Another unique feature of the castle is the size of its estate. It’s more like a park than a typical castle garden. The park is even big enough to offer boat trips to visitors. A highlight of the castle grounds are the kennels, home to more than a hundred hunting dogs, a tradition dating back to 1850.
The easiest way to get to Cheverny is to catch a bus from Blois. Then from the bus station it’s a 3-minute walk.
Suggested by Maartje | The Orange Backpack
Château de Chenonceau
If you are planning a trip to France to see its most magical castles, only the Palace of Versailles gets more visitors each year than the Château de Chenonceau in the Loire Valley.
A visit to the Château de Chenonceau is an easy drive from Tours or Amboise, past the village of Chenonceau, to the forest in which the castle is located. The setting is a fairytale – a long tree-lined driveway leads you to some of the most famous castle gardens in the world. Beyond the gardens is the Château de Chenonceau spanning the River Cher.
Once you arrive at the castle you will learn about the six Queens and the powerful women who fought over this castle, who owned it, and who each made their own parts and extensions to the gardens.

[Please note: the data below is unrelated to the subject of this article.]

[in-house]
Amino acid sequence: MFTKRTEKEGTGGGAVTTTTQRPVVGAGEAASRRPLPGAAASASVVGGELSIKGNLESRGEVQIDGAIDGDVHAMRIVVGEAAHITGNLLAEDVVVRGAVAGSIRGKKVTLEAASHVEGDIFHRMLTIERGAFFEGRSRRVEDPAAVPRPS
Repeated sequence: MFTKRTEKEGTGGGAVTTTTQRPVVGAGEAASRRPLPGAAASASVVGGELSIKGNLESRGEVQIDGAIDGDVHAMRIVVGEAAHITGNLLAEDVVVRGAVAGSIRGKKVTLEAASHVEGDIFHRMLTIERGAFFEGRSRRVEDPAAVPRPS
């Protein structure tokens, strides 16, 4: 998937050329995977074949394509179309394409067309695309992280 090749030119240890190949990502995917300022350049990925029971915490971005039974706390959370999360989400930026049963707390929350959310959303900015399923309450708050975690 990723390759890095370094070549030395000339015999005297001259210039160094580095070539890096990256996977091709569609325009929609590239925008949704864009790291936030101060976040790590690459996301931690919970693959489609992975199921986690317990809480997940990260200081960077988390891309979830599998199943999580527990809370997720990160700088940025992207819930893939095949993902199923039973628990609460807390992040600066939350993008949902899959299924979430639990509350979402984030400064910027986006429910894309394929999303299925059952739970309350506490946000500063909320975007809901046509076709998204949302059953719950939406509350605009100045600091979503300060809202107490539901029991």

Diane de Poitiers was the mistress of King Henry II and created much of the castle and a wonderful “Garden of Diane.” Upon the King’s death his widow, Cathérine de Médicis took the castle as her own and built the Gallery over the River. The gallery now contains an exhibition that shows the roles that the Queens and mistresses of Kings had upon this beautiful castle.
Suggested by Monique | Trip Anthropologist
The Château D’Amboise dominates the town of Amboise with its position high on a hill overlooking the Loire river and the village of Amboise. The views from the château are amazing and you must see the small, charming chapel where Leonardo Da Vinci was buried.
Château D’Amboise was all but abandoned in the 17th century after the death of King Louis XIII. Later on, the abandoned building was turned into a state prison for a time and then suffered at the hands of the Revolutionaries. After that, it was simply neglected. In 1974 a restoration was begun and the château and grounds are beautiful now.
Due to the years of neglect, this château is more sparsely furnished than many of the others in the region. Although it doesn’t contain great masterpieces, the minimalism of the rooms enables you to appreciate the architecture. Be sure to pay particular attention to the fascinating spiral passageway which leads up the tower into the castle. This was a grand entrance which allowed carriages to be able to drive right up inside.
It is worth the entrance fee just to enjoy the views of the Loire river and the lovely city of Amboise from the beautiful terraced gardens.
Suggested by Karen | Postcards from Nana
Château de Villandry